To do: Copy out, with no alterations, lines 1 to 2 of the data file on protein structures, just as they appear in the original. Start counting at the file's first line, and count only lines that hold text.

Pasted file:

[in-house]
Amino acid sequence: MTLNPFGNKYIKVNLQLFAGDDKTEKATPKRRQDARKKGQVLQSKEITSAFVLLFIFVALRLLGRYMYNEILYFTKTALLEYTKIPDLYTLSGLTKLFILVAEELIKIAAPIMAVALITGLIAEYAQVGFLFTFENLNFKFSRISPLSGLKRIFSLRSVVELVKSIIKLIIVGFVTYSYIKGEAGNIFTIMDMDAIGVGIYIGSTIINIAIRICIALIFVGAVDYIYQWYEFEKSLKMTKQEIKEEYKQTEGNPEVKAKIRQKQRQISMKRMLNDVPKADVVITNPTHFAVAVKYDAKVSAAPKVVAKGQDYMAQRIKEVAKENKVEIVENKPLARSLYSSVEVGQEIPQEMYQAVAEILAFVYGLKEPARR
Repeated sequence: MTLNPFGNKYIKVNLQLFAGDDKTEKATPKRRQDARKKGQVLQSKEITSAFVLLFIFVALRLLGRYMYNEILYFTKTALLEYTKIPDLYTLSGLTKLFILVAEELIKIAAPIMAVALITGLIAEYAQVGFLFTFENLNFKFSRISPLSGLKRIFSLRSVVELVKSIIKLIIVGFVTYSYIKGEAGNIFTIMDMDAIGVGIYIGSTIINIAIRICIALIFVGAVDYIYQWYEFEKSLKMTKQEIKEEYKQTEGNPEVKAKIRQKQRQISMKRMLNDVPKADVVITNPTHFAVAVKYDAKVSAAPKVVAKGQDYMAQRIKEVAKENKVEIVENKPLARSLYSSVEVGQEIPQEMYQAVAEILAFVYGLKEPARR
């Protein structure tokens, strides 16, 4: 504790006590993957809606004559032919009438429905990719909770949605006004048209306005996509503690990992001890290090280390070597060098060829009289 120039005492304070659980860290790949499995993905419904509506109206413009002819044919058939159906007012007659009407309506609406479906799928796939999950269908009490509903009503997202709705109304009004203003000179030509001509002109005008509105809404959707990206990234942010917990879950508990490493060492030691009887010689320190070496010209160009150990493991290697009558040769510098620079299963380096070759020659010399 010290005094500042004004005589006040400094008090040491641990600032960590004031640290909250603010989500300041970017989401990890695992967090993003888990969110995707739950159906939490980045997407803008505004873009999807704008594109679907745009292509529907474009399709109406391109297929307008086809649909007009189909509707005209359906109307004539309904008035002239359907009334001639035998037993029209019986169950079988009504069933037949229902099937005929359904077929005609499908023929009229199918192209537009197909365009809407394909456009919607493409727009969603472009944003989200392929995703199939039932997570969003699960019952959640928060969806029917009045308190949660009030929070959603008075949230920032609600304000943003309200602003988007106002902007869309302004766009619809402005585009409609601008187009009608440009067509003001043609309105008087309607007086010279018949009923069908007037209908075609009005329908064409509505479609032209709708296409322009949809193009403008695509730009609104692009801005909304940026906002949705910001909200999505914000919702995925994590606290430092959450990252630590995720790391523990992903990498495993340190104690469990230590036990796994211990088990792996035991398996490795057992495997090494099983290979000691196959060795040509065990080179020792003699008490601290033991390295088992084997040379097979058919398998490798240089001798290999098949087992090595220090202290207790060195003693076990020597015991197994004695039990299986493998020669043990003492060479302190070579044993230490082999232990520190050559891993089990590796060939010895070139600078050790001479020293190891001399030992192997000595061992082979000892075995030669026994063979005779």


[in-house]
Amino acid sequence: MTLNPFGNKYIKVNLQLFAGDDKTEKATPKRRQDARKKGQVLQSKEITSAFVLLFIFVALRLLGRYMYNEILYFTKTALLEYTKIPDLYTLSGLTKLFILVAEELIKIAAPIMAVALITGLIAEYAQVGFLFTFENLNFKFSRISPLSGLKRIFSLRSVVELVKSIIKLIIVGFVTYSYIKGEAGNIFTIMDMDAIGVGIYIGSTIINIAIRICIALIFVGAVDYIYQWYEFEKSLKMTKQEIKEEYKQTEGNPEVKAKIRQKQRQISMKRMLNDVPKADVVITNPTHFAVAVKYDAKVSAAPKVVAKGQDYMAQRIKEVAKENKVEIVENKPLARSLYSSVEVGQEIPQEMYQAVAEILAFVYGLKEPARR